Coconuts for Survival

The main advantages to survival in the tropics are warmer weather, higher availability of water, and higher availability of food.  But simply because water and food are available doesn’t necessarily mean that you will be able to access them.  Having the right equipment helps, but having the knowledge of what to look for and how to use it is even more important.  One of the best sources of both food and water in the tropics are coconuts, but getting to those life-giving resources isn’t easy if you don’t know how.

 

What to Look For

Not all coconuts offer the same resources, but they do all have something that you can use.  The most important are the those that can offer you fresh coconut water to drink.  These coconuts are younger, green in color, and rounder in shape.  They do have some flesh that can be eaten, but not very much.  If you are in need of food you will want to get larger, brown, oval-shaped coconuts that have thick oily flesh inside.  But no matter what the color or shape of the coconut is, don’t waste time or energy on trying to open a coconut that has a black stem connection, or a crack that leaks water, these coconuts are only going to be rotten on the inside.

Opening with a Knife

If you have a knife, or better yet a machete, things are going to be easy.  If you are opening a green coconut for water then you want to direct all your attention to the end where the stem was connected to the tree.  If you have a knife, carefully stab the knife into the top on one side of the stem connection, remove the knife and repeat this on the other edges until your cuts have connected.  Then remove the material between the cuts.  You may still need to make a small hole to puncture the nut inside.  If you are trying to open a brown coconut for food you will need to remove the outer husk first.  This can be done by stabbing the coconut with the blade aligned with the oval shape, then using leverage and not a sawing motion, work the knife up and down the coconut until you have a cut that runs the entire length.  Do this on the other side and separate the two.  Then strike the nut dead center with the blade, and rotate while repeatedly striking dead center.  After making it around the nut a few times strike it against a rock and it should open in two halves.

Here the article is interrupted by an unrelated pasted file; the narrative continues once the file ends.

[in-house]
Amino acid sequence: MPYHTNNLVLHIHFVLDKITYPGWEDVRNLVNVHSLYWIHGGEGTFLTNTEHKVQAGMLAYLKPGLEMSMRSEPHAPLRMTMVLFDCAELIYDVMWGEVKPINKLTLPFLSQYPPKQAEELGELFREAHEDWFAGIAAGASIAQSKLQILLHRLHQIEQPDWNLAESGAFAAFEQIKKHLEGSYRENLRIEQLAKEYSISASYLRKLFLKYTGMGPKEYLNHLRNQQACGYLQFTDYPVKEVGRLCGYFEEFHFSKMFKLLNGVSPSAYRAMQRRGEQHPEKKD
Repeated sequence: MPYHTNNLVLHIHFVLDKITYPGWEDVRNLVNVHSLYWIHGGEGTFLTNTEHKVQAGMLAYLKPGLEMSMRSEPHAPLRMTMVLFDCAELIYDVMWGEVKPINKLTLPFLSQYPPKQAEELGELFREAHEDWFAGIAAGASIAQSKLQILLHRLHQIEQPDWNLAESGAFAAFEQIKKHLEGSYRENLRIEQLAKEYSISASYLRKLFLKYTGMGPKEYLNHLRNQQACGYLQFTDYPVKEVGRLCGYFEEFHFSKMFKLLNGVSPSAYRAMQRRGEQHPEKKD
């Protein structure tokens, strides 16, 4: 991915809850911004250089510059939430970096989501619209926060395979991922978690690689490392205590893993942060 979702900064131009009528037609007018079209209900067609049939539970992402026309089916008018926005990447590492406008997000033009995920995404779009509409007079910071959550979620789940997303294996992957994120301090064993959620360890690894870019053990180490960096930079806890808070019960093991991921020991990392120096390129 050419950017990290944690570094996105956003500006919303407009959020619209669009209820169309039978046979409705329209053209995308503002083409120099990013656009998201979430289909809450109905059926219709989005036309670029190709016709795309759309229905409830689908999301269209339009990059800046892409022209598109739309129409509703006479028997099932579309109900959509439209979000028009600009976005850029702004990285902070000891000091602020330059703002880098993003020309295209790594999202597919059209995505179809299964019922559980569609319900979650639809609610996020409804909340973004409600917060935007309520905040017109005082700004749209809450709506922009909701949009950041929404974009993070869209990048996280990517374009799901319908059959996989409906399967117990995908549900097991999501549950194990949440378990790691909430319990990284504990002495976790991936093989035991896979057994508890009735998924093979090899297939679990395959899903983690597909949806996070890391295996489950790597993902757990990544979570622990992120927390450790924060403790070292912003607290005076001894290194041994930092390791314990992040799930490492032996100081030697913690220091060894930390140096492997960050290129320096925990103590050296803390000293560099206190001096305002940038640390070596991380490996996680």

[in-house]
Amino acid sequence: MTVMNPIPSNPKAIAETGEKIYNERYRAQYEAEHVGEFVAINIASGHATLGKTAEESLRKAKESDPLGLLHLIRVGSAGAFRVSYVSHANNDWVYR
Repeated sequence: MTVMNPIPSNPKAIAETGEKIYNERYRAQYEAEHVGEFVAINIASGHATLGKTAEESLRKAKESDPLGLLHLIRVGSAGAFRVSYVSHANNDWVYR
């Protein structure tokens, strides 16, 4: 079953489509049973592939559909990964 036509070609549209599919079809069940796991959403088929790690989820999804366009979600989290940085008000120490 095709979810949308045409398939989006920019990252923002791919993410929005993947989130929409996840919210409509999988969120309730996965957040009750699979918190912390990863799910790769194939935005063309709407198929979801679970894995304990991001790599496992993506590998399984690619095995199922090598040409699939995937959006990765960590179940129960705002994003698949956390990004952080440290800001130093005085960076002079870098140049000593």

Opening without a Knife

Young coconuts can be stabbed with a sharp stick at the stem connector to access water.  If you don’t even have a sharp stick you can strike the flatter sides of the coconut against a tree, this will split the coconut but it will do so in a way that makes it more difficult to retain the water.  To open a brown coconut without a tool hold it at the ends and strike a flat side against a sharp immobile stone until you have pierced the husk, then apply pressure at a sharp angle to peel the husk off with leverage.  Once you have the nut, strike it against the same stone, rotate and repeat until it opens.

 

Survival in the tropics might not be as easy as Gilligan made it look, but it is certainly made easier if you can access the resources in a coconut.

If you want to see how polynesian people open coconuts, Click Here

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